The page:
"Hansel & Gretel: Witch Hunters" hopes to find box-office… (David Appleby / Paramount…)
After the coffee. Before figuring out if my life is Ground Hog day.
The Skinny: It's supposed to rain all weekend. I'll enjoy it at night and hate it during the day. Friday's headlines include a preview of the weekend box office, a new director for "Star Wars" and a big hire at CNN.
Daily Dose: Time Warner Cable and the Dodgers were hoping to have their big TV deal wrapped up by now and it could still be done by Friday. The holdup appears to be Major League Baseball's scrutiny of the deal and what it will mean for revenue sharing. As a public relations move, the Dodgers may also keep a couple dozen games on free television.
Gretel's got a gun! Don't those billboards for "Hansel and Gretel: Witch Hunters" look like Gretel's packing some serious heat? Way to destroy an innocent childhood memory for me, Hollywood. Industry insiders predict the movie will make $30 million while the studio behind it -- Paramount Pictures -- is doing the lowered-expectations thing and telling people they'll be happy with $20 million. Either way, "Hansel and Gretel" is expected to top the other two new movies -- the Jason Statham thriller "Parker" and the comedy "Movie 43." If I wasn't so jammed up this weekend I'd probably see "Parker." Box-office previews from the Los Angeles Times and Variety.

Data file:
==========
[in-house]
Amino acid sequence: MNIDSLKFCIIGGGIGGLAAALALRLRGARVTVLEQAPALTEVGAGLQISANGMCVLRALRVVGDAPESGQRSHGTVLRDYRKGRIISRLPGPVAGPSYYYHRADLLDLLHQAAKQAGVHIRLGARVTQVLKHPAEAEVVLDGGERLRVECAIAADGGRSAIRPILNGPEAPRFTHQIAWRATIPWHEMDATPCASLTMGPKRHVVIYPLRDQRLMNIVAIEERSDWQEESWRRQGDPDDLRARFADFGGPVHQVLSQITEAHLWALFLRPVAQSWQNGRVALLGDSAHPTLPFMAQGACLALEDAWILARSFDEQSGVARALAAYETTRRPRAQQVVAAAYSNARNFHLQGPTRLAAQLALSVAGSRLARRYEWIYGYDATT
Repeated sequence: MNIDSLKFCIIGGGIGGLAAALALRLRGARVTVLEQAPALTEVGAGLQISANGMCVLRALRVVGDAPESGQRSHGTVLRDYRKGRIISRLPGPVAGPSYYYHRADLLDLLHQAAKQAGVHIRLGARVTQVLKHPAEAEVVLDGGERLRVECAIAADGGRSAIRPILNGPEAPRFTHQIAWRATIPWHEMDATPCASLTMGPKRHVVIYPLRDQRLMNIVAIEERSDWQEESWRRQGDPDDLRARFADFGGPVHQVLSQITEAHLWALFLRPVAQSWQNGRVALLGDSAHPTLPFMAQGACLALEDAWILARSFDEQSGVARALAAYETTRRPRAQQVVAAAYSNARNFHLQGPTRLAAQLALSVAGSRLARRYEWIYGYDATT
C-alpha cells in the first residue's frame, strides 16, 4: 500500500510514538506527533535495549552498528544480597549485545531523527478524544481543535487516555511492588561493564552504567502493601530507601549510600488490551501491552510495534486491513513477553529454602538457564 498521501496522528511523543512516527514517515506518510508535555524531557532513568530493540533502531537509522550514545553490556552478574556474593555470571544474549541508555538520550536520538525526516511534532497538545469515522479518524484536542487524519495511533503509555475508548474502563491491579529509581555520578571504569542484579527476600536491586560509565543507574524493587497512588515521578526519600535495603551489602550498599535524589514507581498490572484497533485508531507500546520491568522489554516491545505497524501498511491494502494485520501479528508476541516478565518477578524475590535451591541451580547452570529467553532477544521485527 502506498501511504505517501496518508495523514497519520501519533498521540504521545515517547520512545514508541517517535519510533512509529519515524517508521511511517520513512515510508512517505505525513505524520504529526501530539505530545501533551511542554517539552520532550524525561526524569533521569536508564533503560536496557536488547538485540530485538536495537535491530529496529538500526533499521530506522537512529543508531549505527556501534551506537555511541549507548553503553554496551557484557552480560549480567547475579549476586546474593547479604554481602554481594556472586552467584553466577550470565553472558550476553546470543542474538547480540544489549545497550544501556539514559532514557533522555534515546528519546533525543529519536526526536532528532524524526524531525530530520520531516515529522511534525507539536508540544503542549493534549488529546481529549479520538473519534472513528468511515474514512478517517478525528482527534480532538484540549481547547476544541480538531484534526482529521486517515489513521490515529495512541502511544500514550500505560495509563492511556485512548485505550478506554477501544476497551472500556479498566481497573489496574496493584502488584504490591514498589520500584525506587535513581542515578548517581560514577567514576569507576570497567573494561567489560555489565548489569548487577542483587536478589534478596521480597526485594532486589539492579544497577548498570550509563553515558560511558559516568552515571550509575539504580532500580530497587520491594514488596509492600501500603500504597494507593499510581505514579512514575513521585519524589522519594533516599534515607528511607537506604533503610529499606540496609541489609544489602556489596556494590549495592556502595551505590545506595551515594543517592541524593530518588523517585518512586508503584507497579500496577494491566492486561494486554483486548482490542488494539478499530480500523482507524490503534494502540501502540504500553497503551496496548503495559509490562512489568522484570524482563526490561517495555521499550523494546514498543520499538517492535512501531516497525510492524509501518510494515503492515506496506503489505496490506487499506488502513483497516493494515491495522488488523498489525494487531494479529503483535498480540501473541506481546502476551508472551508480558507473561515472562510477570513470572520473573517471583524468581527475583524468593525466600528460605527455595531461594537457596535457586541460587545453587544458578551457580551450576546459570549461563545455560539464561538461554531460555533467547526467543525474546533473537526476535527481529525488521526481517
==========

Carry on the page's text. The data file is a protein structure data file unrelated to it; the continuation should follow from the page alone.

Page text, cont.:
May the Force be with you. J.J. Abrams, who already pumped new life into the "Star Trek" franchise, has signed on to direct a new "Star Wars" movie that will be made by Walt Disney Co., which bought Lucasfilms last year. According to the Wrap, which broke the story, Ben Affleck was also in the running for the highly coveted gig.
Big get. CNN has wooed ESPN reporter Rachel Nichols, one of the first big moves since Jeff Zucker took over running the news channel. Nichols will also see duty for Turner's other cable channels including TNT, which carries the NBA. More on the hire from USA Today.
What's next? Hollywood is infatuated with getting its product into China. But is China gearing up to own a piece of Hollywood? The Hollywood Reporter (how many times can I write the word Hollywood in this item?) looks at whether China may be planning a big play here.
We can take a joke. General Electric Co., which was often the butt of jokes on the NBC sitcom "30 Rock," will show it has a sense of humor about it by creating a special ad praising the program for its final episode. G.E. is a minority owner of NBC. Advertising Age on the unusual salute.
Inside the Los Angeles Times: A look at who the big acts will be at Coachella this year. Betsy Sharkey on "Parker."
Follow me on Twitter and try to figure me out. @JBFlint.